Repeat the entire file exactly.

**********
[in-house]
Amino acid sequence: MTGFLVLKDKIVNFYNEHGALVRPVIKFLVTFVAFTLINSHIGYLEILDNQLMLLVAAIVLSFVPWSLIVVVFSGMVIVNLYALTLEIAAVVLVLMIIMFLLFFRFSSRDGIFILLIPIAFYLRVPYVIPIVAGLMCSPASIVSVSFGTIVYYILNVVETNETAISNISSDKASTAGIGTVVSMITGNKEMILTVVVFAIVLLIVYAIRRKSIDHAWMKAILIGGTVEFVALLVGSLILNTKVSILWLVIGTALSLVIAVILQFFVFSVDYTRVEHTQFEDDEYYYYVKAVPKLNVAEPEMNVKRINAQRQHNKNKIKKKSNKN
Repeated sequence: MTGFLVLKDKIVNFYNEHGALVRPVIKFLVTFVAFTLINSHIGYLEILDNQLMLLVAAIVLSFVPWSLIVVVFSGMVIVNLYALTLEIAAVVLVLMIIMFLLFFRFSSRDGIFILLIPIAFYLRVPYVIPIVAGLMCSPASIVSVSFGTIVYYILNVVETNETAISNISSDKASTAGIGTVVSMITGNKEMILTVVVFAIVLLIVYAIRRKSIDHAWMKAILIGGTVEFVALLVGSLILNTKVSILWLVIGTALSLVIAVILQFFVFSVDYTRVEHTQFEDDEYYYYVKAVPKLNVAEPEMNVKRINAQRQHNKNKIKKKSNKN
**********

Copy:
[in-house]
Amino acid sequence: MTGFLVLKDKIVNFYNEHGALVRPVIKFLVTFVAFTLINSHIGYLEILDNQLMLLVAAIVLSFVPWSLIVVVFSGMVIVNLYALTLEIAAVVLVLMIIMFLLFFRFSSRDGIFILLIPIAFYLRVPYVIPIVAGLMCSPASIVSVSFGTIVYYILNVVETNETAISNISSDKASTAGIGTVVSMITGNKEMILTVVVFAIVLLIVYAIRRKSIDHAWMKAILIGGTVEFVALLVGSLILNTKVSILWLVIGTALSLVIAVILQFFVFSVDYTRVEHTQFEDDEYYYYVKAVPKLNVAEPEMNVKRINAQRQHNKNKIKKKSNKN
Repeated sequence: MTGFLVLKDKIVNFYNEHGALVRPVIKFLVTFVAFTLINSHIGYLEILDNQLMLLVAAIVLSFVPWSLIVVVFSGMVIVNLYALTLEIAAVVLVLMIIMFLLFFRFSSRDGIFILLIPIAFYLRVPYVIPIVAGLMCSPASIVSVSFGTIVYYILNVVETNETAISNISSDKASTAGIGTVVSMITGNKEMILTVVVFAIVLLIVYAIRRKSIDHAWMKAILIGGTVEFVALLVGSLILNTKVSILWLVIGTALSLVIAVILQFFVFSVDYTRVEHTQFEDDEYYYYVKAVPKLNVAEPEMNVKRINAQRQHNKNKIKKKSNKN